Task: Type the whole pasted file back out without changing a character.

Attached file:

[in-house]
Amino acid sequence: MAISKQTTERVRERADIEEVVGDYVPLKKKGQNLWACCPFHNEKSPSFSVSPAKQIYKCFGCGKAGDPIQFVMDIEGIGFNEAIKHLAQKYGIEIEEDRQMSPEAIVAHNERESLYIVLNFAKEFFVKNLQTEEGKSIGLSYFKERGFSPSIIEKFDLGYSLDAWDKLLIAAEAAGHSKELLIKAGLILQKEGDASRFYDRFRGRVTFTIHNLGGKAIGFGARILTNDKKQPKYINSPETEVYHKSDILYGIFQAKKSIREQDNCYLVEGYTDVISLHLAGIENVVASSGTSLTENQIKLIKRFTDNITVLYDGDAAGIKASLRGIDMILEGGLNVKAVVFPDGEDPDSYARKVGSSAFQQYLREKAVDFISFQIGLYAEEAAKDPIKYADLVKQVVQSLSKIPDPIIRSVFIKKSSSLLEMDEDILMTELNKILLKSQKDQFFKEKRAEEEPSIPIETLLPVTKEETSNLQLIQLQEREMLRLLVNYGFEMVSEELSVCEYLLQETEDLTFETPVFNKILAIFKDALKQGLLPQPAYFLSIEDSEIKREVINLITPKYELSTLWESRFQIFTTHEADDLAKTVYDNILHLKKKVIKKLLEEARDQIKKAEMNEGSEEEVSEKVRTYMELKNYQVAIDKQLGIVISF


[in-house]
Amino acid sequence: MAISKQTTERVRERADIEEVVGDYVPLKKKGQNLWACCPFHNEKSPSFSVSPAKQIYKCFGCGKAGDPIQFVMDIEGIGFNEAIKHLAQKYGIEIEEDRQMSPEAIVAHNERESLYIVLNFAKEFFVKNLQTEEGKSIGLSYFKERGFSPSIIEKFDLGYSLDAWDKLLIAAEAAGHSKELLIKAGLILQKEGDASRFYDRFRGRVTFTIHNLGGKAIGFGARILTNDKKQPKYINSPETEVYHKSDILYGIFQAKKSIREQDNCYLVEGYTDVISLHLAGIENVVASSGTSLTENQIKLIKRFTDNITVLYDGDAAGIKASLRGIDMILEGGLNVKAVVFPDGEDPDSYARKVGSSAFQQYLREKAVDFISFQIGLYAEEAAKDPIKYADLVKQVVQSLSKIPDPIIRSVFIKKSSSLLEMDEDILMTELNKILLKSQKDQFFKEKRAEEEPSIPIETLLPVTKEETSNLQLIQLQEREMLRLLVNYGFEMVSEELSVCEYLLQETEDLTFETPVFNKILAIFKDALKQGLLPQPAYFLSIEDSEIKREVINLITPKYELSTLWESRFQIFTTHEADDLAKTVYDNILHLKKKVIKKLLEEARDQIKKAEMNEGSEEEVSEKVRTYMELKNYQVAIDKQLGIVISF